The Shock of the Old

Reading editor Ryan Wilson’s moving and ruminative appreciation of the poet David Bottoms, “Transfiguring Angels,” I was reminded of a couplet from Chaucer, “It is ful fair a man to bere him evene, / For alday meeteth men at unset stevene.” Ah, yes. “Unset.” Shades of Hardy in the fourteenth century. But that is how poetry hooks us, making connections always. To read Wilson’s essay is to be reminded of that happy fact.

Who is David Bottoms? Ask Edward Hirsch: “I met a thin, polite, bearded storyteller who dropped peanuts into his Pepsi.” As strong and funny as that is, it’s funnier when you remember the opening line of Shelley’s “Ozymandias.”

By way of Manet’s “Mademoiselle V.,” it can be tempting to see modernist art as a jest—as in the punning of that proto-modernist Hamlet, “they do but jest, poison in jest, no offense i’th’world.” Ingest that, good reader.

Major dudes? They are still bragging and dancing tiptoe and one is grateful for the privilege to celebrate them in a place where the cloaca of resentments yields to the fons of art, as affirmed by Mary Jo Salter’s “Carlo Crivelli and the Trees”: “Playful, prolific, noted for / tableaux of bounty….”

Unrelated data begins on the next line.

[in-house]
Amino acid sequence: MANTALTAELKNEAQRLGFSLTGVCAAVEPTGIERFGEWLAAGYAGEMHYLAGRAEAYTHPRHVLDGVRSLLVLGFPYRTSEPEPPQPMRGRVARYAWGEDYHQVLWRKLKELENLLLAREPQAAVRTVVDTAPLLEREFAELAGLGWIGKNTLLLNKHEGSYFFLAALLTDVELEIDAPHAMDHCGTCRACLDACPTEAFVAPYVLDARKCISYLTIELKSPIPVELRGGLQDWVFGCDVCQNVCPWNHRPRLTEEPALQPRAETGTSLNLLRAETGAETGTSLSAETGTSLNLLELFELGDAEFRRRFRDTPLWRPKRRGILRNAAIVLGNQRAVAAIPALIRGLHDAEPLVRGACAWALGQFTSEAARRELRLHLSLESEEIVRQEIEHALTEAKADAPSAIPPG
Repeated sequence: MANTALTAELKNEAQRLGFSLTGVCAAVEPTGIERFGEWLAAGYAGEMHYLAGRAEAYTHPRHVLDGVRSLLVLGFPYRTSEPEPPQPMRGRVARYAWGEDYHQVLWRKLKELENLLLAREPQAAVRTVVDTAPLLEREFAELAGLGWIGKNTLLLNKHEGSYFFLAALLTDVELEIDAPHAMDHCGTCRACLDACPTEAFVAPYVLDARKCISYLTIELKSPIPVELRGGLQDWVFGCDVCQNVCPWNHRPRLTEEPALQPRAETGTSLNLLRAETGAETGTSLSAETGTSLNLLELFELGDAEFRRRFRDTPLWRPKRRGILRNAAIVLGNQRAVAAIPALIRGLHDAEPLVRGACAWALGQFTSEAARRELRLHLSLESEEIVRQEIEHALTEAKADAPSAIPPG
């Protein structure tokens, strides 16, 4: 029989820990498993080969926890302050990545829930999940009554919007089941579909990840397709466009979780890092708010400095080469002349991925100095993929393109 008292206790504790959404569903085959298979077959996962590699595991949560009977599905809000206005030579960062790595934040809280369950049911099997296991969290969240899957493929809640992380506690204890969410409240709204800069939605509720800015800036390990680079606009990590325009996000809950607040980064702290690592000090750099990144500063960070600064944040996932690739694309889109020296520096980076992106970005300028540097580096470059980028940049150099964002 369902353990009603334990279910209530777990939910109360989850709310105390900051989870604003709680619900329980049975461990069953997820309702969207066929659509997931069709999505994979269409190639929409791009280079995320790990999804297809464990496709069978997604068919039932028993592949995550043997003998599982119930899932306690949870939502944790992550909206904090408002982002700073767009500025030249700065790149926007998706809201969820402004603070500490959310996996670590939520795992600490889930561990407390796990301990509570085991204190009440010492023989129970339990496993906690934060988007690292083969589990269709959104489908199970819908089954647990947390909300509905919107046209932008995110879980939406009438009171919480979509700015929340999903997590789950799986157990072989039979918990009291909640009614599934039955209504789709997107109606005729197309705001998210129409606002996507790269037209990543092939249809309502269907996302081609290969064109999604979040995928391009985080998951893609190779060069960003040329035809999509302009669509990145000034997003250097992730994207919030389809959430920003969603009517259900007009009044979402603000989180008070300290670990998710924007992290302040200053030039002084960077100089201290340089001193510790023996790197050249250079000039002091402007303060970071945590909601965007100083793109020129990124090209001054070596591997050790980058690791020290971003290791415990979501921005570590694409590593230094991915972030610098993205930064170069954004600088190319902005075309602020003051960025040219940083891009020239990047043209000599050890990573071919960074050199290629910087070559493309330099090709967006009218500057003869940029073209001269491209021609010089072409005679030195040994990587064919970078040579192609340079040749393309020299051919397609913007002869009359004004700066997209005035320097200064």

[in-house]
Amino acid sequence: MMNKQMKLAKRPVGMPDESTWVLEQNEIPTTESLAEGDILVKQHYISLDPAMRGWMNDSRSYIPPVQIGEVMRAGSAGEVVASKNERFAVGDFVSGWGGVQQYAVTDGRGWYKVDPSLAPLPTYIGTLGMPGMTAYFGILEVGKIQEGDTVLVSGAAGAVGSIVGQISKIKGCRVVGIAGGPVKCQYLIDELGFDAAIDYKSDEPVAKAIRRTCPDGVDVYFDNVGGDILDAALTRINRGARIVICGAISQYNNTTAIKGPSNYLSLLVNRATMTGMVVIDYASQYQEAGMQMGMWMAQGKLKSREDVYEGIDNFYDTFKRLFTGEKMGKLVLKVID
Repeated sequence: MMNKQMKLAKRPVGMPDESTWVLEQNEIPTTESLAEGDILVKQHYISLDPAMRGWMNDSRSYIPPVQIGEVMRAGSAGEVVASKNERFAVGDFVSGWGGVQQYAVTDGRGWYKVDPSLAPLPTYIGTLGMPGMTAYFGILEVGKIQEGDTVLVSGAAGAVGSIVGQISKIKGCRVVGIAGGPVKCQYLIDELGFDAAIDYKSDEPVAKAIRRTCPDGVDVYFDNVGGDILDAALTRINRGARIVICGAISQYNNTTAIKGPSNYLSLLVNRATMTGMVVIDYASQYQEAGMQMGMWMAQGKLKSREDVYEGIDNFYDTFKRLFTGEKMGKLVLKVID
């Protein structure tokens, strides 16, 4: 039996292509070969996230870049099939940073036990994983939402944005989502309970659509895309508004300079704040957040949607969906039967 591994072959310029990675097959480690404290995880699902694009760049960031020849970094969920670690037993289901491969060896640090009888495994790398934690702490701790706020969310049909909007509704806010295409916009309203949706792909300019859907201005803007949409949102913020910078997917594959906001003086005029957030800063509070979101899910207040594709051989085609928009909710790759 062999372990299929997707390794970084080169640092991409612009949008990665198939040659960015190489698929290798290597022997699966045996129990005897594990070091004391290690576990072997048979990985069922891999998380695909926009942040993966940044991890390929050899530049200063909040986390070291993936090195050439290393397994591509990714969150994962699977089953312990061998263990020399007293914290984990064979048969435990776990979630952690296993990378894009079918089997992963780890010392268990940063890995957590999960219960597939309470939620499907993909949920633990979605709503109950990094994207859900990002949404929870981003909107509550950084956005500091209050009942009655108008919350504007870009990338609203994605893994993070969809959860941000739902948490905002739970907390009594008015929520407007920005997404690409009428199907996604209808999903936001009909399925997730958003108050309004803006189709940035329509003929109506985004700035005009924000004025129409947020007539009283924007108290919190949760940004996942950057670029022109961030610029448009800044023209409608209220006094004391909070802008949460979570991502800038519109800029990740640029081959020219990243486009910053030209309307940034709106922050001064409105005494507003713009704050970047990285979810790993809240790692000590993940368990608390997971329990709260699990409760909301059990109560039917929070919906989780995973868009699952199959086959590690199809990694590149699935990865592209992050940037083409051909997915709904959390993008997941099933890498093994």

I learned the Latin word cloaca (sewer) from Joyce’s Ulysses. Fons as in fons et origo. Not hard.

Shane McCrae has fought hard to be heard—he has the requisite courage and he is a prolific writer. Here we have one of his “Hastily Assembled Angel” poems. I haven’t read it yet, but the one I did read was forceful, smart, and interesting. I look forward to this new encounter.

David Ferry needs no introduction. We are grateful he is with us, and we rejoice for this timely garland.

As usual, Literary Matters has erudite criticism in store for you, as well as poetry that passes muster—so many voices to reckon with.

As for this old dude, it has been a pleasure. David Bromwich will soon take the reins of the ALSCW. I am grateful to him and to many others. The ALSCW could not operate without Ernie Suarez, whose contribution to American letters ought to be widely recognized. I would also like to mention for their friendship and support John Briggs, Archie Burnett, John Burt, Greg Delanty, James Engell, David Mikics, Jeff Peters, Christopher Ricks, Richard Russell, Diana Senechal, Sallie Spence, Rosanna Warren, and Ryan Wilson.

I shall leave you with lines by my teacher John Hollander:

Here summer stands while all its songs pass under,
A riverbank still time runs by, remaining.

Lee Oser

Lee Oser

Lee Oser is President of the ALSCW. His next book of literary criticism, Christian Humanism in Shakespeare: A Study in Religion and Literature, is forthcoming with Catholic University of America Press. His next novel, Old Enemies, is in progress.
Lee Oser

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Author: Lee Oser

Lee Oser is President of the ALSCW. His next book of literary criticism, Christian Humanism in Shakespeare: A Study in Religion and Literature, is forthcoming with Catholic University of America Press. His next novel, Old Enemies, is in progress.